The business roadmap to sustainability: The role of information technology

Doing the work associated with the next loop of the sustainability roadmap helps organizations expose weaknesses in their data quality and processes and establish a strong foundation for sustainability performance moving forward. Analyze and Benchmark Once the sustainability initiative has been modeled, analyzed, and vetted, the current state of the company’s execution must be benchmarked against its priorities. If the priority is carbon reduction, for example, the organization would establish its current carbon emissions rate.

This process involves four steps: 1. Review of systems, processes, and internal controls for the collection and aggregation of the qualitative and quantitative information needed to establish the benchmark. One needs to know the quality of data to be confident in one’s calculation. 2. Collection of the information from enterprise systems. Most of the benchmarking information needed to establish SAP’s carbon benchmark, for example—with the exception of employee commuting information, which were the object of a specific survey—resided within the company’s enterprise software systems.

With strong business applications, an organization should have data such as utility bills, flight information, and even company car fuel expenditures down to the employee level. In addition, business applications can help integrate this information to make it more useful.Although spreadsheets on utility bills and car fleets may provide a reasonable rate of carbon emission, they would convey nothing about the opportunities for cost reduction and optimization.

To get that information, one needs integration of data—to be able to mine it and see, for example, that 10 percent of employees are producing 80 percent of carbon emissions.Although this stage is benchmarking, to optimize performance later on, a high level of granularity of data will be needed. 3. When measuring carbon, one would have to provide data at the granularity of the three agreed-upon scopes of emissions. Scope 1 measures how much emissions a company produces in its own assets, such as in the corporate car fleet. Scope 2 relates to energy the company consumes, for example from a utility. Scope 3 relates to supply chain emissions.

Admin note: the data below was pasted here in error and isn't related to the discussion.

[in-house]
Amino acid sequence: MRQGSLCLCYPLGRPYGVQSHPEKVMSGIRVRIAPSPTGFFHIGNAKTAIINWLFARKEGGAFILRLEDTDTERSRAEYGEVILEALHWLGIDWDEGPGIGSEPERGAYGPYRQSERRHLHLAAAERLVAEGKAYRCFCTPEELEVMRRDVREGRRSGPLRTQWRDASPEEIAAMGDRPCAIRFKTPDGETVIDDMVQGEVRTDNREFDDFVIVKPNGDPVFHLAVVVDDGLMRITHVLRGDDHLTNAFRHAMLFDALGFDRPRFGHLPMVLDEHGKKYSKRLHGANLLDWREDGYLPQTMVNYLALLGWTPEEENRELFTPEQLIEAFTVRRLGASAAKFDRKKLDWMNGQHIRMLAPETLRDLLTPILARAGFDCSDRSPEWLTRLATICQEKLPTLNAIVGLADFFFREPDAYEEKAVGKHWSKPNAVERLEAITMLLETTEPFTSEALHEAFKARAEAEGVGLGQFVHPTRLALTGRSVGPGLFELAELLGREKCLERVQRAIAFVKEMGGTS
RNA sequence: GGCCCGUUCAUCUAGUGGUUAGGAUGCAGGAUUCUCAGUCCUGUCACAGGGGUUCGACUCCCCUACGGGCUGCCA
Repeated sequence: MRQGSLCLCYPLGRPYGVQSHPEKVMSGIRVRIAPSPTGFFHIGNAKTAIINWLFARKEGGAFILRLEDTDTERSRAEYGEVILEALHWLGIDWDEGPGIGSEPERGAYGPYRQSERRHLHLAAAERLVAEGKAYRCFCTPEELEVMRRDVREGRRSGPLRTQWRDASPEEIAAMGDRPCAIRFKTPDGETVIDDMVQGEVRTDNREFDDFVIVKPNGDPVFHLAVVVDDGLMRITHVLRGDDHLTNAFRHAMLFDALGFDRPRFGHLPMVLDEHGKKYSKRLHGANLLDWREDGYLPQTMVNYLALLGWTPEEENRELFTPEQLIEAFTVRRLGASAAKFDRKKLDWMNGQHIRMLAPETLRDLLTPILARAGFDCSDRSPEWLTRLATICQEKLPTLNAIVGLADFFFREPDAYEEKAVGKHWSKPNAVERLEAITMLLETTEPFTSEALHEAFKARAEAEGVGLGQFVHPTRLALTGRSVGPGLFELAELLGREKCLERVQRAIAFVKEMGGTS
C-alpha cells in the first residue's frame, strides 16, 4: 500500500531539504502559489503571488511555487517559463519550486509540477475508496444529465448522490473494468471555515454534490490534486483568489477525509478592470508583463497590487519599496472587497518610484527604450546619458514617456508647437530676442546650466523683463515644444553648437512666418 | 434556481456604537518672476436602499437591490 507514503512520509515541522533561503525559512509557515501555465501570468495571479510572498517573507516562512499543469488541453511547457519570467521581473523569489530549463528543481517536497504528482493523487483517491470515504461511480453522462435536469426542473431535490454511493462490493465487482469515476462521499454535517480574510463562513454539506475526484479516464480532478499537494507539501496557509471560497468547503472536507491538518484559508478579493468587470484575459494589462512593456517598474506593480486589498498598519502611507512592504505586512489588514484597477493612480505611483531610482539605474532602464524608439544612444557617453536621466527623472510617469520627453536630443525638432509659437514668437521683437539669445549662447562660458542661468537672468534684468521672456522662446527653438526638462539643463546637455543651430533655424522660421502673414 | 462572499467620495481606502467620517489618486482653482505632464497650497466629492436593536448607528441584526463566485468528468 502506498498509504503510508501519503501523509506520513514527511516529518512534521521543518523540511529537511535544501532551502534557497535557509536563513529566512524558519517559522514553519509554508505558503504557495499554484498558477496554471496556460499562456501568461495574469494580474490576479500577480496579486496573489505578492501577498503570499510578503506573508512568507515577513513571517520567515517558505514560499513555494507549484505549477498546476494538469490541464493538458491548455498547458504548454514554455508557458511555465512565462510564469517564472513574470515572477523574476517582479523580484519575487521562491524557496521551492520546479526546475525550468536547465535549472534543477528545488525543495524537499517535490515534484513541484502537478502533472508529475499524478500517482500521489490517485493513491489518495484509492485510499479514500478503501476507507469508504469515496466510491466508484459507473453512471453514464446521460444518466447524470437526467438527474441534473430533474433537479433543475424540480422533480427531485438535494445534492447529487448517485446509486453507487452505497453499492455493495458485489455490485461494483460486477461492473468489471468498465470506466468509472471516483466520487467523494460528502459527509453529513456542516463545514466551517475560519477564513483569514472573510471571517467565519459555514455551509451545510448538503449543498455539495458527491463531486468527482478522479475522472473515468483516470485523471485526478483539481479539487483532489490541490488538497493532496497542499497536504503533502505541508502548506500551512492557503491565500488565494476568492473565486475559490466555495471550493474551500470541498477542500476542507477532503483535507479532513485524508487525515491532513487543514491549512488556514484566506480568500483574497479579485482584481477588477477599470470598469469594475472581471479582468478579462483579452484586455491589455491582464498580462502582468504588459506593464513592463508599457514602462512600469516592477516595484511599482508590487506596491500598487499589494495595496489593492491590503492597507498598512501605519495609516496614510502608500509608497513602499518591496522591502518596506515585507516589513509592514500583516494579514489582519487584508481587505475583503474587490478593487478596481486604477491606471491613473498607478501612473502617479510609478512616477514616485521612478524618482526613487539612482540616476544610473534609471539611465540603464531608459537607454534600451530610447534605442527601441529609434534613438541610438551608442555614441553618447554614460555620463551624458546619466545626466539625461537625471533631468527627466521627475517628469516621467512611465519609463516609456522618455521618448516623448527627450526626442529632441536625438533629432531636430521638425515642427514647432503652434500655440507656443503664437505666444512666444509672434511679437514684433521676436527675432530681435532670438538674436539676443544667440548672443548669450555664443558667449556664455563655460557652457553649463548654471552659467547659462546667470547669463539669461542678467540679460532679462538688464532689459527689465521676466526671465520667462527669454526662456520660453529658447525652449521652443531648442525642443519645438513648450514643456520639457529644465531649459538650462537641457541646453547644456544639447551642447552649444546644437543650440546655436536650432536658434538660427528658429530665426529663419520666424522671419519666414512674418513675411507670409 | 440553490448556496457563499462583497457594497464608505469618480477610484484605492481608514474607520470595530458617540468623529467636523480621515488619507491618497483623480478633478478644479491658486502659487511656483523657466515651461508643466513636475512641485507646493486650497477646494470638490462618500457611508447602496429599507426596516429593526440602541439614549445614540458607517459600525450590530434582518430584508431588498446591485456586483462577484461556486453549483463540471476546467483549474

At SAP, Scope 3 includes business travel and employee commuting other than with a company car.An important design principle for Scope 3 is deciding what emissions sources to report.The dialogue involves understanding the impact in one’s value chain. 4. Finally, knowing peers’ benchmarks will help an organization inform its targets. Initiatives exposing data can help. One such initiative is the consortium of Accenture, Microsoft, and SAP that was formed to support the Carbon Disclosure Project expose its wealth of voluntarily reported carbon data along multiple dimensions, including geography, industry, and even carbon intensity per dollar of revenue.

The process of mining information and analyzing processes provides another opportunity as well, by revealing areas in which processes are weak and there is potential for improvement. A recent study conducted by a leading beverage company examined the carbon footprint, grove to glass, of its orange juice production.1

The survey revealed that the biggest element affecting the total carbon footprint of the juice over its production life cycle was not distribution, cooling, or packaging, but fertilizer. Fertilizer production and application accounted for 58 percent of the greenhouse gas emissions in the product’s life cycle. The company found that if it helped farmers use fertilizer more responsibly, it could reduce both its product carbon footprint and production cost. Clearly, analysis is critical and the resulting insight can be very fruitful, and yet this is the step in which most organizations fumble.

Finally

Many companies miss the opportunity to create an overarching management system to identify risks and opportunities and maximize sustainability investment. Others are hampered by information and data spread across many people and systems.The result is a proliferation of manually intensive and errorprone spreadsheets. One role that business applications can play is to help organizations set up a system to automate processes that drive sustainability, extract operational data from these processes, translate the information into financial impact for the organization, and use this insight to fine-tune operations.

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